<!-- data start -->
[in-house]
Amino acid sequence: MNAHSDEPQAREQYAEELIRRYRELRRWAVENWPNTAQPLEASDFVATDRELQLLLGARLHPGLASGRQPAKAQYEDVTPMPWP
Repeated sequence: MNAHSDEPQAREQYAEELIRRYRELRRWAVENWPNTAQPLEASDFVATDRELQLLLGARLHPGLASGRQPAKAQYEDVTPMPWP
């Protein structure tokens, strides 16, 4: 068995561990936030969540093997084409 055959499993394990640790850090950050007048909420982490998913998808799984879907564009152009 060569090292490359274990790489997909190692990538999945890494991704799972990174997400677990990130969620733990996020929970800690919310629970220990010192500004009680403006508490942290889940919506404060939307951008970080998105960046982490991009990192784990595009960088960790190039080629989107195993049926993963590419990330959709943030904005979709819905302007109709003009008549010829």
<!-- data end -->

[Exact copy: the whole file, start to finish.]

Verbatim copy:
[in-house]
Amino acid sequence: MNAHSDEPQAREQYAEELIRRYRELRRWAVENWPNTAQPLEASDFVATDRELQLLLGARLHPGLASGRQPAKAQYEDVTPMPWP
Repeated sequence: MNAHSDEPQAREQYAEELIRRYRELRRWAVENWPNTAQPLEASDFVATDRELQLLLGARLHPGLASGRQPAKAQYEDVTPMPWP
């Protein structure tokens, strides 16, 4: 068995561990936030969540093997084409 055959499993394990640790850090950050007048909420982490998913998808799984879907564009152009 060569090292490359274990790489997909190692990538999945890494991704799972990174997400677990990130969620733990996020929970800690919310629970220990010192500004009680403006508490942290889940919506404060939307951008970080998105960046982490991009990192784990595009960088960790190039080629989107195993049926993963590419990330959709943030904005979709819905302007109709003009008549010829």